It's no secret that many Japanese titles never see the light of day overseas. Countless games have been unreleased for fear of lack of public interest and fear of bad. This was the initial reason Sin and Punishment, released in 2000, never surfaced on the Nintendo 64 outside of Japan. The hectic shoot'em up only made it's way to the rest of the world when it was released as a special Virtual Console download on the Wii in 2007.

In fact, the overwhelming popularity of the title when it was released for download in the European and North American markets is what prompted Nintendo and original developers, Treasure Co., to produce a sequel for the Wii. The sequel, Sin and Punishment: Star Successor, went on to be one of the best reviewed titles of 2009 and became another Nintendo cult classic. But let's talk about the game that started it all.

Sin and Punishment is the futuristic story of Saki, a man who is out to protect Japan from a double threat. Due to a food shortage the government of Japan has been developing a new species of animal for the public to eat. Unfortunately everything goes to hell in a handbasket when the creatures mutate and begin assaulting everyday folks all across the land of the rising sun. Enter the Armored Volunteers, a "peacekeeping" force who want the mutant animals dead, but have their own devious plot in action. While the story is a nice sci-fi thriller with some great little twists, it's a bit confusing at times. Those who just want to riddle their enemies with lasers without any filler will be happy to know that every cutscene can be skipped by the press of a button. Though it can be pretty entertaining, so you may want to abstain from skipping anything your first time through.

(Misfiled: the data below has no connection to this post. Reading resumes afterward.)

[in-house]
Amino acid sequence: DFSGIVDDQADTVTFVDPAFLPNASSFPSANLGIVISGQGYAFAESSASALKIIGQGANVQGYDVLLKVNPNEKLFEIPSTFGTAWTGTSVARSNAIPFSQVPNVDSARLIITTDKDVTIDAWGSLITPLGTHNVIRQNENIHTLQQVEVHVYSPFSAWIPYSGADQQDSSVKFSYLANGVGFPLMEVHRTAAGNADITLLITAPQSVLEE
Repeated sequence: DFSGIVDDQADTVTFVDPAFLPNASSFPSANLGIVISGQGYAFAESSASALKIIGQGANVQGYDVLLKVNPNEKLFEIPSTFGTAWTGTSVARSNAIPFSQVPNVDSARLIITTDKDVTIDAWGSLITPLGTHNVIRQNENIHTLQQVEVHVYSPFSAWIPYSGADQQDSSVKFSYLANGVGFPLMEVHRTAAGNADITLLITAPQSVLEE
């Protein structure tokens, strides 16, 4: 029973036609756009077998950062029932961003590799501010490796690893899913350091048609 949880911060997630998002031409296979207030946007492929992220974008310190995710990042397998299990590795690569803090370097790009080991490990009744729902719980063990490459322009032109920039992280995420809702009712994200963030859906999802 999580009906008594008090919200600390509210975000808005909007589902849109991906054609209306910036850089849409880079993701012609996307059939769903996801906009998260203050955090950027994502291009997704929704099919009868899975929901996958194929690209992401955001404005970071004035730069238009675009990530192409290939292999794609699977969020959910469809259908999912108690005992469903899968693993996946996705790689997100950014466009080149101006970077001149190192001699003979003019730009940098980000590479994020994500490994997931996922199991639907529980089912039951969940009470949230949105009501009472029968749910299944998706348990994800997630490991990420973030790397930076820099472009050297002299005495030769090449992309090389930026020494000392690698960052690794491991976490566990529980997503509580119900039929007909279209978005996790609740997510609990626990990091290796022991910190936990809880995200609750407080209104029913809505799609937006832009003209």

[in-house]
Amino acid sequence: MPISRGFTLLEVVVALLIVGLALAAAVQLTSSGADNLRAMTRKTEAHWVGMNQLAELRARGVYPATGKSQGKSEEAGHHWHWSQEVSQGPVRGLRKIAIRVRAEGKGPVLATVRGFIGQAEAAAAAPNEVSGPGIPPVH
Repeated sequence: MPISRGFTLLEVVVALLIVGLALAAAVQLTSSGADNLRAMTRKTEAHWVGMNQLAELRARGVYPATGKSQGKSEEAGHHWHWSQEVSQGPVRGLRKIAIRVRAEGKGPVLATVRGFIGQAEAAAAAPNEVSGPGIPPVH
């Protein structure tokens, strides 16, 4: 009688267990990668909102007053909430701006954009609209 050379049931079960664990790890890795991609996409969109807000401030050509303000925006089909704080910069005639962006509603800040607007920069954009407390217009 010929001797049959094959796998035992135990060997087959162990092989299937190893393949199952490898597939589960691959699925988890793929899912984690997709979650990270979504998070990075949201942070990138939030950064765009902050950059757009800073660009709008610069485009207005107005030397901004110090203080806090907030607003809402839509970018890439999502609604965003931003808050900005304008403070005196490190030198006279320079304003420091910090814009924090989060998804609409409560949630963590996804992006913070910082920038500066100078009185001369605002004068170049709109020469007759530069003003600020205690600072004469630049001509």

Controlling Saki can be a bit of a chore if players haven't done so before. The game doesn't do a great job of explaining its controls or the type of manoeuvres that work best in certain situations, so one just has to feel it out as they go, dying occasionally and analyzing enemy patterns. There's no hand holding here. Players may find the controls confusing and awkward, as they were originally intended for the Nintendo 64's bizarre three pronged controller and don't transition well to the default Wii U layout. The C buttons (like most shooting titles on the N64) controlled Saki's aiming, while the analogue stick controlled his back and forth movement across the screen. These two major inputs have been tethered to the Wii U's twin analog sticks, and the transition is unsurprisingly more effective. In fact most players should spend a few minutes trying out different button set ups for Sin and Punishment, as it makes the game much more enjoyable as a whole.

Sharp shooters will want to take advantage of the game's dual options when it comes to gun slinging. A blue ring will lock on to target and let players rattle off round after round of less powerful blows. This is a player's best option if they are new to the title or are struggling with its controls. Switching to the red ring will put players in full control of the aiming cursor, but will also do more damage when the target is found. Being able to switch between the two shooting techniques is a great addition to a title that can often feel a bit overwhelming at times.